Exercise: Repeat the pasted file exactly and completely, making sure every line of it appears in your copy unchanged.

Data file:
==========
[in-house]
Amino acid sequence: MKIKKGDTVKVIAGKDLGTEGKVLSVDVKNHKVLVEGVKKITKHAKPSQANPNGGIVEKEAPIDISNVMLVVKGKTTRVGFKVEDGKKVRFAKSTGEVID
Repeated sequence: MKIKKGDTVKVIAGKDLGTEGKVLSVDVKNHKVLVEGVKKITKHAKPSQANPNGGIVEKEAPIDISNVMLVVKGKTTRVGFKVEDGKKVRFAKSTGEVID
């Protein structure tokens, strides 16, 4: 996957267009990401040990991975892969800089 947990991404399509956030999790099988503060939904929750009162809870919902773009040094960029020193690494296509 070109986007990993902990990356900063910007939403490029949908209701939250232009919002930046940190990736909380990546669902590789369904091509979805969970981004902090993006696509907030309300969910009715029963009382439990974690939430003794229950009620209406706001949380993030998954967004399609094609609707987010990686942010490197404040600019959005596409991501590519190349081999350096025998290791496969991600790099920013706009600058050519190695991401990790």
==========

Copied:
[in-house]
Amino acid sequence: MKIKKGDTVKVIAGKDLGTEGKVLSVDVKNHKVLVEGVKKITKHAKPSQANPNGGIVEKEAPIDISNVMLVVKGKTTRVGFKVEDGKKVRFAKSTGEVID
Repeated sequence: MKIKKGDTVKVIAGKDLGTEGKVLSVDVKNHKVLVEGVKKITKHAKPSQANPNGGIVEKEAPIDISNVMLVVKGKTTRVGFKVEDGKKVRFAKSTGEVID
């Protein structure tokens, strides 16, 4: 996957267009990401040990991975892969800089 947990991404399509956030999790099988503060939904929750009162809870919902773009040094960029020193690494296509 070109986007990993902990990356900063910007939403490029949908209701939250232009919002930046940190990736909380990546669902590789369904091509979805969970981004902090993006696509907030309300969910009715029963009382439990974690939430003794229950009620209406706001949380993030998954967004399609094609609707987010990686942010490197404040600019959005596409991501590519190349081999350096025998290791496969991600790099920013706009600058050519190695991401990790």